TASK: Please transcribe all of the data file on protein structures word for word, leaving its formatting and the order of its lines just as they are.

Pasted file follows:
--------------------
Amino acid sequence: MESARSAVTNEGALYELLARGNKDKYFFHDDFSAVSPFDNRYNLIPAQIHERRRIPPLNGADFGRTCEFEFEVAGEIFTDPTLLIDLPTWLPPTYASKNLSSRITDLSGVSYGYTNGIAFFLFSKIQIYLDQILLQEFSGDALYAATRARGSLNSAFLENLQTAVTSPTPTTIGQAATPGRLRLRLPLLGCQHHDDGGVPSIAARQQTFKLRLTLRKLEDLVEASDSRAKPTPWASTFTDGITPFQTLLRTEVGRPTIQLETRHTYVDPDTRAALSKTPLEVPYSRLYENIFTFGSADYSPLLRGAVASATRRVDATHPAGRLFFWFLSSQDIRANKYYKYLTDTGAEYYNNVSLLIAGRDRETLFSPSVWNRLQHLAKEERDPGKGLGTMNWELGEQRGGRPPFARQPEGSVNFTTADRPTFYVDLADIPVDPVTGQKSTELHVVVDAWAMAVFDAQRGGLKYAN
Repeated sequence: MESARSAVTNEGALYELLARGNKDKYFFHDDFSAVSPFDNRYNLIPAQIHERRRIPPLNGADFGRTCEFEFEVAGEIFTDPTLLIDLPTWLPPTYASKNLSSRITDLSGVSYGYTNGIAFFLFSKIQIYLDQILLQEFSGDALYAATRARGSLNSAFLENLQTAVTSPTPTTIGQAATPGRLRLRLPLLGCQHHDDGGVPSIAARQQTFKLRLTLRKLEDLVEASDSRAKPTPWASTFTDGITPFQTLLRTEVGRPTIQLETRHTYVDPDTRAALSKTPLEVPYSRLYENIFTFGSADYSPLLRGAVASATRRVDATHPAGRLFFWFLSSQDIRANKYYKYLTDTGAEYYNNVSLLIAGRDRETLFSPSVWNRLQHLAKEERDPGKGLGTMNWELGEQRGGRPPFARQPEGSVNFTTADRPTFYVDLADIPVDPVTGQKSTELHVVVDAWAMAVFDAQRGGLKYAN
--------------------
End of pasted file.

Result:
Amino acid sequence: MESARSAVTNEGALYELLARGNKDKYFFHDDFSAVSPFDNRYNLIPAQIHERRRIPPLNGADFGRTCEFEFEVAGEIFTDPTLLIDLPTWLPPTYASKNLSSRITDLSGVSYGYTNGIAFFLFSKIQIYLDQILLQEFSGDALYAATRARGSLNSAFLENLQTAVTSPTPTTIGQAATPGRLRLRLPLLGCQHHDDGGVPSIAARQQTFKLRLTLRKLEDLVEASDSRAKPTPWASTFTDGITPFQTLLRTEVGRPTIQLETRHTYVDPDTRAALSKTPLEVPYSRLYENIFTFGSADYSPLLRGAVASATRRVDATHPAGRLFFWFLSSQDIRANKYYKYLTDTGAEYYNNVSLLIAGRDRETLFSPSVWNRLQHLAKEERDPGKGLGTMNWELGEQRGGRPPFARQPEGSVNFTTADRPTFYVDLADIPVDPVTGQKSTELHVVVDAWAMAVFDAQRGGLKYAN
Repeated sequence: MESARSAVTNEGALYELLARGNKDKYFFHDDFSAVSPFDNRYNLIPAQIHERRRIPPLNGADFGRTCEFEFEVAGEIFTDPTLLIDLPTWLPPTYASKNLSSRITDLSGVSYGYTNGIAFFLFSKIQIYLDQILLQEFSGDALYAATRARGSLNSAFLENLQTAVTSPTPTTIGQAATPGRLRLRLPLLGCQHHDDGGVPSIAARQQTFKLRLTLRKLEDLVEASDSRAKPTPWASTFTDGITPFQTLLRTEVGRPTIQLETRHTYVDPDTRAALSKTPLEVPYSRLYENIFTFGSADYSPLLRGAVASATRRVDATHPAGRLFFWFLSSQDIRANKYYKYLTDTGAEYYNNVSLLIAGRDRETLFSPSVWNRLQHLAKEERDPGKGLGTMNWELGEQRGGRPPFARQPEGSVNFTTADRPTFYVDLADIPVDPVTGQKSTELHVVVDAWAMAVFDAQRGGLKYAN